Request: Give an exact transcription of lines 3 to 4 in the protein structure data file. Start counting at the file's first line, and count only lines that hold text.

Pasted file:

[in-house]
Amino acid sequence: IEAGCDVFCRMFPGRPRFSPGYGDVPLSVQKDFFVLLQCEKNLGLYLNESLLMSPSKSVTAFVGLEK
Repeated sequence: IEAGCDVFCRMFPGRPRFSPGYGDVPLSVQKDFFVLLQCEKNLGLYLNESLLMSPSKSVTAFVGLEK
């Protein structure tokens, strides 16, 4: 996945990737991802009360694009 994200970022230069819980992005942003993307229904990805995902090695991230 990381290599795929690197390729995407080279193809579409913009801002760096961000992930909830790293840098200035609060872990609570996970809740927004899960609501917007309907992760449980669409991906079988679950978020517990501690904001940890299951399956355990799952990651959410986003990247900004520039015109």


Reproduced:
Repeated sequence: IEAGCDVFCRMFPGRPRFSPGYGDVPLSVQKDFFVLLQCEKNLGLYLNESLLMSPSKSVTAFVGLEK
């Protein structure tokens, strides 16, 4: 996945990737991802009360694009 994200970022230069819980992005942003993307229904990805995902090695991230 990381290599795929690197390729995407080279193809579409913009801002760096961000992930909830790293840098200035609060872990609570996970809740927004899960609501917007309907992760449980669409991906079988679950978020517990501690904001940890299951399956355990799952990651959410986003990247900004520039015109």